As we returned, my thoughts went to how in these very uncertain times one still finds certainty and joyful moments are available to be cherished. Whether dining with friends or a loved one; or, enjoying the greeting you get from a dog when you enter the house; or, just watching a sunrise or sunset here in Talbot County, these moments are certain to bring a measure of joy. I pledged to myself to be more mindful about seeing the joy in each day if only to provide more balance to the chaos and uncertainty that visits us.

Craig Fuller served four years in the White House as assistant to President Reagan for Cabinet Affairs, followed by four years as chief of staff to Vice President George H.W. Bush. Having been engaged in five presidential campaigns and run public affairs firms and associations in Washington, D.C., he now resides on the Eastern Shore with his wife Karen.

A Defining Moment by Craig Fuller

In life, there are defining moments. At their best, they may be acts of heroism, selflessness or extraordinary kindness. At worst, they are acts or phrases that simply sear the national psyche and are never or not soon forgotten.

For people in public life, defining moments can literally make them or break them. In a campaign, a candidate and his or her team only hope that if a favorable defining moment comes they will be smart enough and fast enough to take full advantage of it. And, countless hours are spent seeking to avoid the moment that negates much of the good one might otherwise have done.

Consider these brief excerpts and you get the picture:

“Ask not what your country can do for you….”

“Mr. Gorbachev, tear down this wall…”

“I am not a crook.”

“Read my lips….”

This August will long be remembered as a time that provided a defining moment for President Trump. Every armchair quarterback can judge just what the moment meant; however, what is clear is that Mr. Trump sought the opportunity to speak his mind on the tragic events in Charlottesville. He found the moment in the lobby of Trump Tower. He spoke and most were outraged with his message and even his usual defenders were silenced.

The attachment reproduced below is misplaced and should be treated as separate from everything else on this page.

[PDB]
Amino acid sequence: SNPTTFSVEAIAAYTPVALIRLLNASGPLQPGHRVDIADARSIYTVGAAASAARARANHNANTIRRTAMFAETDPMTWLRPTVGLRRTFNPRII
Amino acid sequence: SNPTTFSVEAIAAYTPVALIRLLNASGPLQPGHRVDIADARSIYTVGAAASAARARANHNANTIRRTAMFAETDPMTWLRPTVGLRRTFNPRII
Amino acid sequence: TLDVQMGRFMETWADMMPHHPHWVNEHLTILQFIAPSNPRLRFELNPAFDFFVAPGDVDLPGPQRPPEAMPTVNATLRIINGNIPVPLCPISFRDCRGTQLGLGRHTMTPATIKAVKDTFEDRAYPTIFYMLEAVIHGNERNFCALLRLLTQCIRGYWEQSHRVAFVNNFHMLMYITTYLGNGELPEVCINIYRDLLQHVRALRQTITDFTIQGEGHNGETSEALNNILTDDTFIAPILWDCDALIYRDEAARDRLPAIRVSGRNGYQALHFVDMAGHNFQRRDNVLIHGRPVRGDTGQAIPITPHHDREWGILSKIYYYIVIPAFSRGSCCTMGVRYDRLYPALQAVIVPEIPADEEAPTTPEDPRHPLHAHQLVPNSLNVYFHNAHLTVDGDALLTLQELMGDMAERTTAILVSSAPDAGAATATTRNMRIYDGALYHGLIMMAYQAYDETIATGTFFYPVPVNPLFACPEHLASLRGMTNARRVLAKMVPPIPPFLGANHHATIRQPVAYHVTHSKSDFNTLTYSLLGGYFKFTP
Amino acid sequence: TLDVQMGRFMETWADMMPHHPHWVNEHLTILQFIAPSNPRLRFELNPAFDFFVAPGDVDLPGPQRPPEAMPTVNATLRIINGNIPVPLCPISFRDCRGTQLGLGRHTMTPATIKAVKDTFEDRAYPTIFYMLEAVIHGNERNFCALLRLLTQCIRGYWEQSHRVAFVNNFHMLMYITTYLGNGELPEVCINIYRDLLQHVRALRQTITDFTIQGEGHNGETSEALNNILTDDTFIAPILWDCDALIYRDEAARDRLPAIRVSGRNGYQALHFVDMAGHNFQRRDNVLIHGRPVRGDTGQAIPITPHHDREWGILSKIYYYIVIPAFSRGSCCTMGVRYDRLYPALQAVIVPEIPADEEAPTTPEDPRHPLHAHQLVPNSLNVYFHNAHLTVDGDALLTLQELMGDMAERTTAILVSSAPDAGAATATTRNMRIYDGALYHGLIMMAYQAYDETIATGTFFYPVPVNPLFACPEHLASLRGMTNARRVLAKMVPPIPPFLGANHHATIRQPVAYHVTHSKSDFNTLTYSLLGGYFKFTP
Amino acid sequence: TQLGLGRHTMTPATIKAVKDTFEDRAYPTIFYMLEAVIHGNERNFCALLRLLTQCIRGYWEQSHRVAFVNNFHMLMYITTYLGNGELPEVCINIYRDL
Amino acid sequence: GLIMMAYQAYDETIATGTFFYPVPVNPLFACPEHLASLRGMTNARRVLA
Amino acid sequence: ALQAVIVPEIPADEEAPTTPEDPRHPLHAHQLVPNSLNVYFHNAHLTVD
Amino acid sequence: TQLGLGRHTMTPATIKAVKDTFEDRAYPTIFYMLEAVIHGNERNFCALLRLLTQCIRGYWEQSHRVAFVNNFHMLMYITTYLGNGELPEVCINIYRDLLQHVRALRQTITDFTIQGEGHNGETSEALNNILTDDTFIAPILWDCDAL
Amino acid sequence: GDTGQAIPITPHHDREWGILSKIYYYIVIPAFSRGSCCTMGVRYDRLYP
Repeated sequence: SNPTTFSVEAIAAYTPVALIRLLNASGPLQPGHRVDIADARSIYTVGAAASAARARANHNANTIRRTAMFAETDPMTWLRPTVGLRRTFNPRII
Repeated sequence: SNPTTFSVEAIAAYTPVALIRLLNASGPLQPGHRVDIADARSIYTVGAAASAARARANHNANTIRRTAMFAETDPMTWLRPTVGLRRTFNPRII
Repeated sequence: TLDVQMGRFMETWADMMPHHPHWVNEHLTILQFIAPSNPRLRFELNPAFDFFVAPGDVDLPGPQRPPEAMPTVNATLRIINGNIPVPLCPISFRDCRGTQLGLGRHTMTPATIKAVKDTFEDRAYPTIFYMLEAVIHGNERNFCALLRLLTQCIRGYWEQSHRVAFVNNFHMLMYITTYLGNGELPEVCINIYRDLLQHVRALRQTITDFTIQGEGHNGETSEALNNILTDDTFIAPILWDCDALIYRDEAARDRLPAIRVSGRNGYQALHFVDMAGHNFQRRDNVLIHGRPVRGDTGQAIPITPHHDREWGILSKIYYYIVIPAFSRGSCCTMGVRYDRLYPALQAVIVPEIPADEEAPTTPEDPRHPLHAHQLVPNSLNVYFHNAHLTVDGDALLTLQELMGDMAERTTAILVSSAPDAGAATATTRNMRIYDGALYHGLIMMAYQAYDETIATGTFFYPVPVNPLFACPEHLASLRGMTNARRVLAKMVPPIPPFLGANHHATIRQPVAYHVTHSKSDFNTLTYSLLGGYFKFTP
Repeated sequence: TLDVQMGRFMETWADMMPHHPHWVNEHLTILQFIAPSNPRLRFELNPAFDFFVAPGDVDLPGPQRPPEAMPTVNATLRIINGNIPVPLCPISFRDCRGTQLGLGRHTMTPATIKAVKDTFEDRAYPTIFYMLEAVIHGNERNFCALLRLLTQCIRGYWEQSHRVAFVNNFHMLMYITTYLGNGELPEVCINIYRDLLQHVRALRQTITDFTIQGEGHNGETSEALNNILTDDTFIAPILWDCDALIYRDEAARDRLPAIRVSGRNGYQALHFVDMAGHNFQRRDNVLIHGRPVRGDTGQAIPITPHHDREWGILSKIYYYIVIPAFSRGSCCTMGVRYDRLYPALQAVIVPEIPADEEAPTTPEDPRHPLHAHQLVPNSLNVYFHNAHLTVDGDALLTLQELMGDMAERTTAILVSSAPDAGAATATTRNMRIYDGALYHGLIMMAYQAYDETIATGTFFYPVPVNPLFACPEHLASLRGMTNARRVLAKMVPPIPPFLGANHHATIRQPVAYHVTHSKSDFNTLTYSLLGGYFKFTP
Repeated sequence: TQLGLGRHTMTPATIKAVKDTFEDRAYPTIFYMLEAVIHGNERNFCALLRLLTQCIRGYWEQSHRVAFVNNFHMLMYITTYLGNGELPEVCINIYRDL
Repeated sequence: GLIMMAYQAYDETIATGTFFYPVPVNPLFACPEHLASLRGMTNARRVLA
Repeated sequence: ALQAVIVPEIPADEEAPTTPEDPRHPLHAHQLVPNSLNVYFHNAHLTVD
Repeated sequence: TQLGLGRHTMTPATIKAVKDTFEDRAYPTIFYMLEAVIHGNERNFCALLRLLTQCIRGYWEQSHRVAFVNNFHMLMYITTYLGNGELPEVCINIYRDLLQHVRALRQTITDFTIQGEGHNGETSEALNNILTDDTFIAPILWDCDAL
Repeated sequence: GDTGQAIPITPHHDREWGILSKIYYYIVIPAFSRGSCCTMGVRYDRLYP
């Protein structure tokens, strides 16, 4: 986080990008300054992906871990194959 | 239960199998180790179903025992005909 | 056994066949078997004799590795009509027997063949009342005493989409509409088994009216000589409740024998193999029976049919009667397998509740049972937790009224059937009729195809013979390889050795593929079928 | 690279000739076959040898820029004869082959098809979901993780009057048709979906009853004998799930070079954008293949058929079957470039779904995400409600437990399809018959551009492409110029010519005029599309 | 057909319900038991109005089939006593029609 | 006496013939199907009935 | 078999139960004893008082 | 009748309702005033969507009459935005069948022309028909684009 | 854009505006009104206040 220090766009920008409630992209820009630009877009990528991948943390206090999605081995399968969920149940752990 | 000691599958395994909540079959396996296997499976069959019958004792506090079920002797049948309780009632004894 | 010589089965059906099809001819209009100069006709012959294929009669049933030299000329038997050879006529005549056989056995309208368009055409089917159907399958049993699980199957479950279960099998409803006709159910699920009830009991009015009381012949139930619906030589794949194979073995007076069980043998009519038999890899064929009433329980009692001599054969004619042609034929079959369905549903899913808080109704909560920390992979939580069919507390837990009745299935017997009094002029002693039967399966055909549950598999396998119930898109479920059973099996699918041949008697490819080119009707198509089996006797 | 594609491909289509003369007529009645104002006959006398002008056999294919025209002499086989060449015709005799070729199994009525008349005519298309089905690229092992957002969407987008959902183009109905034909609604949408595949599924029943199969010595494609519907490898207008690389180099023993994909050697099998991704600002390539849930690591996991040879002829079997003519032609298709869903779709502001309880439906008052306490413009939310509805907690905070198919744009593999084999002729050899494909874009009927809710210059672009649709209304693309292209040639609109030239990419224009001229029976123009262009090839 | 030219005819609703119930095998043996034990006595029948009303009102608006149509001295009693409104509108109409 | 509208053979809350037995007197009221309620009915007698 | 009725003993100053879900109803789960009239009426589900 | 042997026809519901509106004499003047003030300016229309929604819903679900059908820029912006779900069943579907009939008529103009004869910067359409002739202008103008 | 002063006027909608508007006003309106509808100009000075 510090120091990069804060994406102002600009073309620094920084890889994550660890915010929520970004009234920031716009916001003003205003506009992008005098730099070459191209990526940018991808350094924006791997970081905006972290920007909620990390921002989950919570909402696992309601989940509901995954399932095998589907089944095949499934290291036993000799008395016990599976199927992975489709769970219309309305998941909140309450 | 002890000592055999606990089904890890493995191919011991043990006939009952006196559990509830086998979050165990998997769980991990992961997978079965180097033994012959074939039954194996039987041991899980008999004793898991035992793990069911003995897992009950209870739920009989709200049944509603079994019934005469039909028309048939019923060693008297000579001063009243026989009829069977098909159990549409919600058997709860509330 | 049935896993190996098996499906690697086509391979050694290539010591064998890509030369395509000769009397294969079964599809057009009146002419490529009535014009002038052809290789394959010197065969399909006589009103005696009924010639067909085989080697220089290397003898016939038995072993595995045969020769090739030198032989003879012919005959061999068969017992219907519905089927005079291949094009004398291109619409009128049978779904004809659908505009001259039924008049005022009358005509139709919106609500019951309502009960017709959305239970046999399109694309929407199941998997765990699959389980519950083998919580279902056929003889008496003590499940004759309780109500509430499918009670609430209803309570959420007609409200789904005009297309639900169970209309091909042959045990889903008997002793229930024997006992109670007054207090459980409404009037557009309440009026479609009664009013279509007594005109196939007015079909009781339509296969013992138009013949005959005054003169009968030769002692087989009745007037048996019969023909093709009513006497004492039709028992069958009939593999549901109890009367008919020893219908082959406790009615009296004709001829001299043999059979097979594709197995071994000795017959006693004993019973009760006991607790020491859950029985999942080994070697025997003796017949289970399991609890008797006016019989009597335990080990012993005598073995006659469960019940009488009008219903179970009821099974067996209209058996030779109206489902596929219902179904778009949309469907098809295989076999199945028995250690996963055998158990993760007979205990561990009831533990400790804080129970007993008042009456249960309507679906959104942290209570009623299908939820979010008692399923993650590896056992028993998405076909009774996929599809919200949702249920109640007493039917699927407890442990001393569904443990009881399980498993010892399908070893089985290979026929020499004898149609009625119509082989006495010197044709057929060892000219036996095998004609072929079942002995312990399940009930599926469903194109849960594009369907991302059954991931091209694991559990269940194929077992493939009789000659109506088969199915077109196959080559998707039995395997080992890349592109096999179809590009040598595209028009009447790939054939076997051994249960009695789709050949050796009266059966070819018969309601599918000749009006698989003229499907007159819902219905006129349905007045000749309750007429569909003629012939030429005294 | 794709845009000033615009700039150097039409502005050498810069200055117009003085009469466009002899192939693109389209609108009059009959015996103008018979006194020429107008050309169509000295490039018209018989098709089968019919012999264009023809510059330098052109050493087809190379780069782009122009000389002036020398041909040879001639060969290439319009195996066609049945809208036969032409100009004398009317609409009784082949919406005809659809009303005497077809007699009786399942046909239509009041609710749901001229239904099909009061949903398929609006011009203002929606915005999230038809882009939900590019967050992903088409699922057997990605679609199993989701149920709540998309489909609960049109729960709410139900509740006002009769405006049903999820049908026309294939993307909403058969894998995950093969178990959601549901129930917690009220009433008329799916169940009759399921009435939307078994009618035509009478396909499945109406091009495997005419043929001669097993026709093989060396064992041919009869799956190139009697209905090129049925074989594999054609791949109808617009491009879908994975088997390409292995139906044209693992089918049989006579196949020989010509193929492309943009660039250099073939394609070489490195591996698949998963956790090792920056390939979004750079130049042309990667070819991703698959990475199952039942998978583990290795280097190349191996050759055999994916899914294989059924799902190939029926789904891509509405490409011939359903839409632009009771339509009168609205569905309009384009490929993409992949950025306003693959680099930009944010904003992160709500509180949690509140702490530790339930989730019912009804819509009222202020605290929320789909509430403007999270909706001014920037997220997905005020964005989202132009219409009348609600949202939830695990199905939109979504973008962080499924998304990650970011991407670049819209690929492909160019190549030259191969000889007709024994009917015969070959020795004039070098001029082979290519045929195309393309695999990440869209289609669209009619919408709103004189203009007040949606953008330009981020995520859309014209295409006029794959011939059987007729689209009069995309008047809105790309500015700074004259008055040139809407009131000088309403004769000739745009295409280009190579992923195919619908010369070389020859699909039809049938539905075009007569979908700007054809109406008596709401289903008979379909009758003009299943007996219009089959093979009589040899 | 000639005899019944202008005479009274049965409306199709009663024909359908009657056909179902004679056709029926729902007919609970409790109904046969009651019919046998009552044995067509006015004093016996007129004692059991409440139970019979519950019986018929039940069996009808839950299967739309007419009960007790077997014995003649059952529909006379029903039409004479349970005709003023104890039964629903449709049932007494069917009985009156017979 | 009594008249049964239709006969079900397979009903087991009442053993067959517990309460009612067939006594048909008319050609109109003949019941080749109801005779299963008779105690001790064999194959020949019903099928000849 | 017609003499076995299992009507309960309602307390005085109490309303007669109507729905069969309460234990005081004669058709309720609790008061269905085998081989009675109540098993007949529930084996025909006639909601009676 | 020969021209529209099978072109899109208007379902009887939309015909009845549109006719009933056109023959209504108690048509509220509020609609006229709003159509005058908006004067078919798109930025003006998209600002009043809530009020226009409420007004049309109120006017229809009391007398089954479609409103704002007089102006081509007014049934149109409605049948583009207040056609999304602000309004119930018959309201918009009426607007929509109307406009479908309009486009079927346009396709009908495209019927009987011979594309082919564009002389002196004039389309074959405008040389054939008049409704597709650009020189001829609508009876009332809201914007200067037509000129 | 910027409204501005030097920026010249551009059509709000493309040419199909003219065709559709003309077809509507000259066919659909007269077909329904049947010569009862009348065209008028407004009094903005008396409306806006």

It was a defining moment that provided instant reaction followed by some strong moral action.

Within a few days, a group as unlikely as the chief executive of Walmart, an individual leading more than 2 million employees who see 100,000,000 customers a week in their stores along with the members of the nation’s Joint Chiefs of Staff who lead America’s military were separating themselves from the views expressed by President Trump. Presidential advisory committees were shut down ahead of all their distinguished members resigning. These were not hastily made political statements. These were carefully considered expressions that took the moral high ground.

Now, we should ask, just how do we move on?

Will this President ever travel without protests?

Will we ever listen to a Presidential speech read from the teleprompter without wanting to wait a few days for the “real views” to emerge?

Can congressional leaders be persuaded by a presidential call for action on important legislation?

Can the American people be moved by Presidential proclamation?

If political leaders ask the nation to move forward to advance an agenda, will anyone really follow?

The defining moment that came days ago has weakened the presidency. About this, I am certain. The critical issues that need to be addressed in Washington in the weeks ahead are the same: health care, national security, the budget, infrastructure, the debt ceiling, tax reform and a serious drug crisis to name a few. Now, only with strong legislative initiative and bipartisanship in our nation’s Capitol will these issues advance. Whether today’s Congress is up to this task is unclear, but even they must know, regardless of party, that in August President Trump managed, at least for a time, to achieve a kind of lame duck status only seven months into his term as president making their obligations all the greater.

Craig Fuller served four years in the White House as assistant to President Reagan for Cabinet Affairs, followed by four years as chief of staff to Vice President George H.W. Bush. Having been engaged in five presidential campaigns and run public affairs firms and associations in Washington, D.C., he now resides on the Eastern Shore with his wife Karen.